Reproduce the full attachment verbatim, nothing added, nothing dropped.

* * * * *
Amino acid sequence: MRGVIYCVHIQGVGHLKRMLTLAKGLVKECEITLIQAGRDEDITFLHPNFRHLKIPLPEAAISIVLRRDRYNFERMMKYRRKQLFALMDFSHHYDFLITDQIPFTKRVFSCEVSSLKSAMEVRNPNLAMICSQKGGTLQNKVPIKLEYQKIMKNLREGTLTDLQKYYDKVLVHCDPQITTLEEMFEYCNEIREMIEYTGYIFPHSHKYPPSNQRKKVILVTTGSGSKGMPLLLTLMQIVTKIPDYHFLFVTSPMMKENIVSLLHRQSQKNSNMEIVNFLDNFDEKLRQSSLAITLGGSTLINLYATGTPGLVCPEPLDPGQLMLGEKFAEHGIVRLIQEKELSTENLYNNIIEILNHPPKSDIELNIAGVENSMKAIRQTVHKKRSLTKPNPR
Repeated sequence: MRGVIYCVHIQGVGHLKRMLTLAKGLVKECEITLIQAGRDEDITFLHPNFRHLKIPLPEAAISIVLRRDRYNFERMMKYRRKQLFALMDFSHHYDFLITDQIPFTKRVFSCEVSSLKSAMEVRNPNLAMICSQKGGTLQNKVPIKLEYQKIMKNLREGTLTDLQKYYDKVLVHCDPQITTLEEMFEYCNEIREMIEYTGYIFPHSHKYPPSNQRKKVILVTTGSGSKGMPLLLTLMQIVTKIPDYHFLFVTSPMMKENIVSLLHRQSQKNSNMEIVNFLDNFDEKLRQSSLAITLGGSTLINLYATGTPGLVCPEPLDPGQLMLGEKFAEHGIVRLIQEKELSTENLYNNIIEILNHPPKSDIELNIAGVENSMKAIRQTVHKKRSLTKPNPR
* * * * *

Amino acid sequence: MRGVIYCVHIQGVGHLKRMLTLAKGLVKECEITLIQAGRDEDITFLHPNFRHLKIPLPEAAISIVLRRDRYNFERMMKYRRKQLFALMDFSHHYDFLITDQIPFTKRVFSCEVSSLKSAMEVRNPNLAMICSQKGGTLQNKVPIKLEYQKIMKNLREGTLTDLQKYYDKVLVHCDPQITTLEEMFEYCNEIREMIEYTGYIFPHSHKYPPSNQRKKVILVTTGSGSKGMPLLLTLMQIVTKIPDYHFLFVTSPMMKENIVSLLHRQSQKNSNMEIVNFLDNFDEKLRQSSLAITLGGSTLINLYATGTPGLVCPEPLDPGQLMLGEKFAEHGIVRLIQEKELSTENLYNNIIEILNHPPKSDIELNIAGVENSMKAIRQTVHKKRSLTKPNPR
Repeated sequence: MRGVIYCVHIQGVGHLKRMLTLAKGLVKECEITLIQAGRDEDITFLHPNFRHLKIPLPEAAISIVLRRDRYNFERMMKYRRKQLFALMDFSHHYDFLITDQIPFTKRVFSCEVSSLKSAMEVRNPNLAMICSQKGGTLQNKVPIKLEYQKIMKNLREGTLTDLQKYYDKVLVHCDPQITTLEEMFEYCNEIREMIEYTGYIFPHSHKYPPSNQRKKVILVTTGSGSKGMPLLLTLMQIVTKIPDYHFLFVTSPMMKENIVSLLHRQSQKNSNMEIVNFLDNFDEKLRQSSLAITLGGSTLINLYATGTPGLVCPEPLDPGQLMLGEKFAEHGIVRLIQEKELSTENLYNNIIEILNHPPKSDIELNIAGVENSMKAIRQTVHKKRSLTKPNPR